The Fault in Our Stars Plot[edit] Hazel explains the magnificence of An Imperial Affliction: It is a novel about a girl named Anna who has cancer, and it's the only account she's read of living with cancer that matches her experience. She describes how the novel maddeningly ends midsentence, denying the reader closure about the fate of the novel’s characters. She speculates about the novel’s mysterious author, Peter Van Houten, who fled to Amsterdam after the novel was published and hasn’t been heard from since. Salvador Dali’s hologram portrait of Alice Cooper’s brain Atlanta, Georgia’s High Museum Of Art is showcasing an exhibit of Salvidor Dali’s later work. Included in the exhibit is a piece from 1973 called “First Cylindric Chromo-Hologram Portrait of Alice Cooper’s Brain” which… [...] depicts a three-dimensional Alice Cooper wearing two million dollars worth of jewelry including a tiara and necklace while holding a statuette of Venus De Milo as if it were a microphone. A plaster sculpture of Alice’s brain, topped by a chocolate éclair covered in ants, another Dalí oeuvre, was placed behind the cross-legged rock star and the set-up was documented by Dalí using (then) cutting-edge hologram technology. Dali was an Alice Cooper fan and it was after seeing the band perform live in 1973 that he invited Alice to sit for the hologram project.

Michael Persinger Michael A. Persinger (born June 26, 1945) is a cognitive neuroscience researcher and university professor with over 200 peer-reviewed publications. He has worked at Laurentian University, located in Sudbury, Ontario, since 1971. He is primarily notable for his experimental work in the field of neurotheology, work which has been increasingly criticized in recent years.[1][3][4][5][6] Early life[edit] Research and academic work[edit]

Mu (lost continent) Mu is the name of a suggested lost continent whose concept and the name were proposed by 19th-century traveler and writer Augustus Le Plongeon, who claimed that several ancient civilizations, such as those of Egypt and Mesoamerica, were created by refugees from Mu—which he located in the Atlantic Ocean.[1] This concept was popularized and expanded by James Churchward, who asserted that Mu was once located in the Pacific.[2] The mythical idea of Mu first appeared in the works of Augustus Le Plongeon (1825–1908), after his investigations of the Maya ruins in Yucatán.[1] He claimed that he had translated the ancient Mayan writings, which supposedly showed that the Maya of Yucatán were older than the later civilizations of Greece and Egypt, and additionally told the story of an even older continent. Le Plongeon actually got the name "Mu" from Charles Étienne Brasseur de Bourbourg who in 1864 mistranslated what was then called the Troano Codex using the de Landa alphabet.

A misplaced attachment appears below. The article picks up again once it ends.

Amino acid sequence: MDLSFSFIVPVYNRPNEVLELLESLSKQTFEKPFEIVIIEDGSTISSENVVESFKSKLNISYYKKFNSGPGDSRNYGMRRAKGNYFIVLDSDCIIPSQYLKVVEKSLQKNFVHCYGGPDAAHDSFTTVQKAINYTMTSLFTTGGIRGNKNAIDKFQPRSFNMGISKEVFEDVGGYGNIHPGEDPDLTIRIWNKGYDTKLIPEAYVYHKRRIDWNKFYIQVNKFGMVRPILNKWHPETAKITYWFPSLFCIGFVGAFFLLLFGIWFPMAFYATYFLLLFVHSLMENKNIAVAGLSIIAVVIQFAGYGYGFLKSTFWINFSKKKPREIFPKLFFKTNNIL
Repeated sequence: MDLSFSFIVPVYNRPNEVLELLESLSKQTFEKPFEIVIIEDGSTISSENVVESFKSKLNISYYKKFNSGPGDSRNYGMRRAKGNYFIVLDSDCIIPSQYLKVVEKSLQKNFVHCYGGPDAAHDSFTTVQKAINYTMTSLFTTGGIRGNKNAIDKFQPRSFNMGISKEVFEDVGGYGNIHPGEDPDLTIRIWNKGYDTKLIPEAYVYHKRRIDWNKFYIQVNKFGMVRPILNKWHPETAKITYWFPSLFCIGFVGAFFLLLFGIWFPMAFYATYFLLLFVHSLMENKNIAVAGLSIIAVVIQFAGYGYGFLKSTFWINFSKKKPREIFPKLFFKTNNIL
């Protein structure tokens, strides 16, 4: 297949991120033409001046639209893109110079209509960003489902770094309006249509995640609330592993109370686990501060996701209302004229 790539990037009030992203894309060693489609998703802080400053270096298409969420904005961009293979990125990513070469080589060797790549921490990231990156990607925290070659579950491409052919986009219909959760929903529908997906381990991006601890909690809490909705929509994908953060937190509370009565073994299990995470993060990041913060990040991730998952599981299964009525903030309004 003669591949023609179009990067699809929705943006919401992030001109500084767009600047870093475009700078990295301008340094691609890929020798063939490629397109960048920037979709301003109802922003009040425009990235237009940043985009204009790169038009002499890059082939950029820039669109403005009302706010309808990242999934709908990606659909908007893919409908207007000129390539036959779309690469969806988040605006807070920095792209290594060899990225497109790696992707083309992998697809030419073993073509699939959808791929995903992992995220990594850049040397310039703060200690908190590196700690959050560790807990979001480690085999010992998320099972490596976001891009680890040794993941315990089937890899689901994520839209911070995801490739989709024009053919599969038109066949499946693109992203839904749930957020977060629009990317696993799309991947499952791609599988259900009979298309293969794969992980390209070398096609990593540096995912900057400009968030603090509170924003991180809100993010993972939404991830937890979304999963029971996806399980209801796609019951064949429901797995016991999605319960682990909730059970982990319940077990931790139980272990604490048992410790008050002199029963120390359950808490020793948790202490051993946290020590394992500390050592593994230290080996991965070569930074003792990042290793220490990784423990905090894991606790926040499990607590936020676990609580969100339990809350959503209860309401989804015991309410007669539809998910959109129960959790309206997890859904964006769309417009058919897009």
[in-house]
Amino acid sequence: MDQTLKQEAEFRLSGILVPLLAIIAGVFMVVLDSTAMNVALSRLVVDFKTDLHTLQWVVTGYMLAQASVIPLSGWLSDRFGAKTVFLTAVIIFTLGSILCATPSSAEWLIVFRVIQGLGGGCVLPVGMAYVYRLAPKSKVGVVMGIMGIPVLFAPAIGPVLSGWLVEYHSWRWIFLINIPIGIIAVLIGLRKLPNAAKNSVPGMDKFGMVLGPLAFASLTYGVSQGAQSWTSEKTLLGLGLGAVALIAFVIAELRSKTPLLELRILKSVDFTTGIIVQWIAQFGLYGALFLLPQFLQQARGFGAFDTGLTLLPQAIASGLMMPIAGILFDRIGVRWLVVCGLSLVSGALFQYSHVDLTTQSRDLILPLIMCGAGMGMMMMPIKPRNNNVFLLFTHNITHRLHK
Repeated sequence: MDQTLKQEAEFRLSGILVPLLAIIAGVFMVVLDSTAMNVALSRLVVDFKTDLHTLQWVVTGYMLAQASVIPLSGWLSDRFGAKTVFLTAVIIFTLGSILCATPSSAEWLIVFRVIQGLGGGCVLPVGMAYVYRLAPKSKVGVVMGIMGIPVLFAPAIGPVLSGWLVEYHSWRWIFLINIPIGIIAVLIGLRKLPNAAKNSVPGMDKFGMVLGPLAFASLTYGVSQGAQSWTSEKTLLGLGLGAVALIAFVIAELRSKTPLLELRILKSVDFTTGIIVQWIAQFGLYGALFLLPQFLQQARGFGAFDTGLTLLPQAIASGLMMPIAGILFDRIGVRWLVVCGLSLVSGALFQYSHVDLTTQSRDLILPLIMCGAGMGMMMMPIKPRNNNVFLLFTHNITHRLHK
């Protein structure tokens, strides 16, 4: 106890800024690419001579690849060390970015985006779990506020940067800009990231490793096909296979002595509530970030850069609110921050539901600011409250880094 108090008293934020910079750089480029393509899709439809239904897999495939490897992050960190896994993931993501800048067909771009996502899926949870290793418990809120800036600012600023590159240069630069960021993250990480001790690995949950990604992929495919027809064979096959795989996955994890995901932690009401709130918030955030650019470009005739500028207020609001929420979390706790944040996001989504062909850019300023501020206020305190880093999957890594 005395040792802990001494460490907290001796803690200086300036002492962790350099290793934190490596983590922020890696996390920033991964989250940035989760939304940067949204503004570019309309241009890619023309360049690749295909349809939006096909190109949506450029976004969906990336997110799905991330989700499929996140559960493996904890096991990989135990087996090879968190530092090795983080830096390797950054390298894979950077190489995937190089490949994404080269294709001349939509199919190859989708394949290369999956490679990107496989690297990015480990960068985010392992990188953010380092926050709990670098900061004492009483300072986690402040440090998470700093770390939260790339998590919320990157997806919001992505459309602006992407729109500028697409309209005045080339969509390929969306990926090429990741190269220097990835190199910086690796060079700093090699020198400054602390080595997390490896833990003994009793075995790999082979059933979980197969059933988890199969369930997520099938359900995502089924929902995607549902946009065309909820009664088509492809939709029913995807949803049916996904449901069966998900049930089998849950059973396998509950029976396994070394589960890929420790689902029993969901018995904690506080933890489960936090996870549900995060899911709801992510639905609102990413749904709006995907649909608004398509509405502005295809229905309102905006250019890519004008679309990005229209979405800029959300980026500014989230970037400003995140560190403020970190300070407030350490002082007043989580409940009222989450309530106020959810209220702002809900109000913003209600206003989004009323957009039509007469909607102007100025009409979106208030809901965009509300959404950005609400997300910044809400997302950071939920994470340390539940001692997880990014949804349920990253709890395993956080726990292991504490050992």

An Abundance of Katherines An appendix explaining some of the more complex equations Colin uses throughout the story was written by Daniel Biss, a close friend to Green. Following the announcement of the name of his latest book, The Fault in Our Stars, after which John Green's fans made hundreds of book covers, Penguin announced a contest in which they would allow the fans (known as "nerdfighters") to design the new cover of An Abundance of Katherines. Plot summary[edit] Colin Singleton is an anagram-loving seventeen-year-old boy who has become depressed because though he has maintained his status of a prodigy, he has not yet become a “genius.” He wishes to accomplish this goal by having a Eureka moment.